A report just published from agency Catapult pointed to principle issues that will hinder mobile wallet take up in the US.
To recap, the term, “mobile wallet” covers any mobile phone from which you can pay for real goods via your ‘phone. This can be through NFC technology allowing you to connect your ‘phone to a payment device (like an Oyster card works in the London Underground) or via ‘the cloud’ where your payment details are stored online and accessed through your phone to pay for goods.
According to March 2012 panel-based research by marketing solutions agency Catapult, just one-quarter of US consumers were at least somewhat interested in using a mobile wallet for in-store purchases. In contrast, 58% were uninterested—including 41% who reported a complete lack of interest. Correspondingly, in January 2012, market research firm TNS found that 60% of US mobile phone users were not interested in mobile wallet technology.
[quoted from emarketer]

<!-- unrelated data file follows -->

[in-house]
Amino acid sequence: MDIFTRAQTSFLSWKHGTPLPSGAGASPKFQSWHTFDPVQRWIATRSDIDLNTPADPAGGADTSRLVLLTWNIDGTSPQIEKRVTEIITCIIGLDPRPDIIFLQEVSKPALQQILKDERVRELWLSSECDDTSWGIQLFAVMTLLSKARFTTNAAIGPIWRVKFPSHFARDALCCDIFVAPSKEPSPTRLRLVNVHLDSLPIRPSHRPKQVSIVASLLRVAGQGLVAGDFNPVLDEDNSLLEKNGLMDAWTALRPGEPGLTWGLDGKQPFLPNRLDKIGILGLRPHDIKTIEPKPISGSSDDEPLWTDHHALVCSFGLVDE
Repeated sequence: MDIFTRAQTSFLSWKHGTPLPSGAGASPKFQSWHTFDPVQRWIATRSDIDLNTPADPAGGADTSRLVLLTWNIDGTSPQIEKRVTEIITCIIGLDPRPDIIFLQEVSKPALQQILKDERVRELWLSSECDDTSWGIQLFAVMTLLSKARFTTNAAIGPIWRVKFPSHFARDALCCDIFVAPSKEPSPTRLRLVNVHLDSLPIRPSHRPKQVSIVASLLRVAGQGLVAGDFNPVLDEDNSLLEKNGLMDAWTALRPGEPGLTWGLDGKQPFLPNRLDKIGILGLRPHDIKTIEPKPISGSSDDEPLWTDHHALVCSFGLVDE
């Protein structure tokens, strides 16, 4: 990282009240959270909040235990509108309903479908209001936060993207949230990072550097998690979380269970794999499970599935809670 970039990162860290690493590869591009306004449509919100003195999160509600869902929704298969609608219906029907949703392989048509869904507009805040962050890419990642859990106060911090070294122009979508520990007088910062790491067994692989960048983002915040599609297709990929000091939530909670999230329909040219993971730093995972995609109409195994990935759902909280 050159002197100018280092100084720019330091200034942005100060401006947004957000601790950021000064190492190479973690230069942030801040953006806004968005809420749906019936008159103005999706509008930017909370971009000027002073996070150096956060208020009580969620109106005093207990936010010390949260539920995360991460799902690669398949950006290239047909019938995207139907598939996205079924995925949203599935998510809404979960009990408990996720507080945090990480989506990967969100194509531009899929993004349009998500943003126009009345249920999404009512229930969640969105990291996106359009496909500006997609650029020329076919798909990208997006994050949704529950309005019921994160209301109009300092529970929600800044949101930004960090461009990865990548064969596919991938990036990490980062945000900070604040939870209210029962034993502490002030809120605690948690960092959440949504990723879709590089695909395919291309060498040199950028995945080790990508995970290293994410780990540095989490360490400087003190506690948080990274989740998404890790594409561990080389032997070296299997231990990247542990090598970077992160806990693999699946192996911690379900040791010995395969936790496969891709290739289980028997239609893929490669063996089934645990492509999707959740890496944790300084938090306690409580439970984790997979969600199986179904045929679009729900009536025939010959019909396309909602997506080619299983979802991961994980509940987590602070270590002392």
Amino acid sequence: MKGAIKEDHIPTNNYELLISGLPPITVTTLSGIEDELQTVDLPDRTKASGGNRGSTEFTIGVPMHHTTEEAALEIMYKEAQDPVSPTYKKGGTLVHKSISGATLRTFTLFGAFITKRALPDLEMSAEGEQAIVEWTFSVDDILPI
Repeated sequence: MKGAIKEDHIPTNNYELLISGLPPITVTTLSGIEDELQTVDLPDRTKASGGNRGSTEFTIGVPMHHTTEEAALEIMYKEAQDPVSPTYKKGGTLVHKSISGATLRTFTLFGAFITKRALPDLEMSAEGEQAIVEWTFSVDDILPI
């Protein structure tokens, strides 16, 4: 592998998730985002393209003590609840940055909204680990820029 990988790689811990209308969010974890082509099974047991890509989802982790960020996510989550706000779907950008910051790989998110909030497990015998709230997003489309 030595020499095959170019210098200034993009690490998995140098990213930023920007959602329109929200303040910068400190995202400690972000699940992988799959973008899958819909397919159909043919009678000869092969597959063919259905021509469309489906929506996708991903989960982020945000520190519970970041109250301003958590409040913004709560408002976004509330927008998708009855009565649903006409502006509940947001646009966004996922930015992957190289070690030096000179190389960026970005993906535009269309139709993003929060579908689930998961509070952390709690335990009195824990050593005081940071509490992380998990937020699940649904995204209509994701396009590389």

The report highlighted consumer respondents worried about losing their mobile ‘phone (or it being stolen) as a major obstacle to take up. Furthermore, the article highlighted the lack of perceived benefit for the consumer to using the ‘phone as a payment device.
About one-third of respondents said mobile wallets would be a more convenient way to pay, with 28% specifically citing coupons sent straight to the phone as an anticipated benefit and 24% citing faster checkouts as a draw. But fully half of respondents said they saw no benefit to having a mobile wallet.
We believe with the audience scale and marketing power of the iPhone, a good many more consumers could be encouraged to use the Mobile Walle. Until we receive the official specifications for the ‘next iPhone’ we can’t be sure of its path.